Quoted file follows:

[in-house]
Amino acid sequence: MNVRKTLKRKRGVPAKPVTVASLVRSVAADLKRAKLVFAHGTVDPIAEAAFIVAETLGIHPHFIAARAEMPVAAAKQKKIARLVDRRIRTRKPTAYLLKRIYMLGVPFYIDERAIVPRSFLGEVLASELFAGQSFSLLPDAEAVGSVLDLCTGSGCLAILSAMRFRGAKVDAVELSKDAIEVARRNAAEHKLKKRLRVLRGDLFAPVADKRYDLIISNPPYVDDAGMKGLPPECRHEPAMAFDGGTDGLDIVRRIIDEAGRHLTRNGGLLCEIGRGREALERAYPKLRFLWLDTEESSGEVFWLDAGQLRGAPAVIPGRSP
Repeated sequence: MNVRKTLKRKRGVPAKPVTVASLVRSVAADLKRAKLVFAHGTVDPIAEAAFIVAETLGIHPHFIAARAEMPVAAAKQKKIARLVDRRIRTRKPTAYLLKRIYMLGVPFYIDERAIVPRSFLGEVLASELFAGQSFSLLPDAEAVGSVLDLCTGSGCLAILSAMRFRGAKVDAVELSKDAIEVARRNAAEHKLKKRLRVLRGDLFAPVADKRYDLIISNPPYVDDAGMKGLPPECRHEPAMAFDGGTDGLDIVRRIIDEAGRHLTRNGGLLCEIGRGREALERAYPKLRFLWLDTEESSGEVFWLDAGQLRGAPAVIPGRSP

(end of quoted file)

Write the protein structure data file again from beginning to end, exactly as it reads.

[in-house]
Amino acid sequence: MNVRKTLKRKRGVPAKPVTVASLVRSVAADLKRAKLVFAHGTVDPIAEAAFIVAETLGIHPHFIAARAEMPVAAAKQKKIARLVDRRIRTRKPTAYLLKRIYMLGVPFYIDERAIVPRSFLGEVLASELFAGQSFSLLPDAEAVGSVLDLCTGSGCLAILSAMRFRGAKVDAVELSKDAIEVARRNAAEHKLKKRLRVLRGDLFAPVADKRYDLIISNPPYVDDAGMKGLPPECRHEPAMAFDGGTDGLDIVRRIIDEAGRHLTRNGGLLCEIGRGREALERAYPKLRFLWLDTEESSGEVFWLDAGQLRGAPAVIPGRSP
Repeated sequence: MNVRKTLKRKRGVPAKPVTVASLVRSVAADLKRAKLVFAHGTVDPIAEAAFIVAETLGIHPHFIAARAEMPVAAAKQKKIARLVDRRIRTRKPTAYLLKRIYMLGVPFYIDERAIVPRSFLGEVLASELFAGQSFSLLPDAEAVGSVLDLCTGSGCLAILSAMRFRGAKVDAVELSKDAIEVARRNAAEHKLKKRLRVLRGDLFAPVADKRYDLIISNPPYVDDAGMKGLPPECRHEPAMAFDGGTDGLDIVRRIIDEAGRHLTRNGGLLCEIGRGREALERAYPKLRFLWLDTEESSGEVFWLDAGQLRGAPAVIPGRSP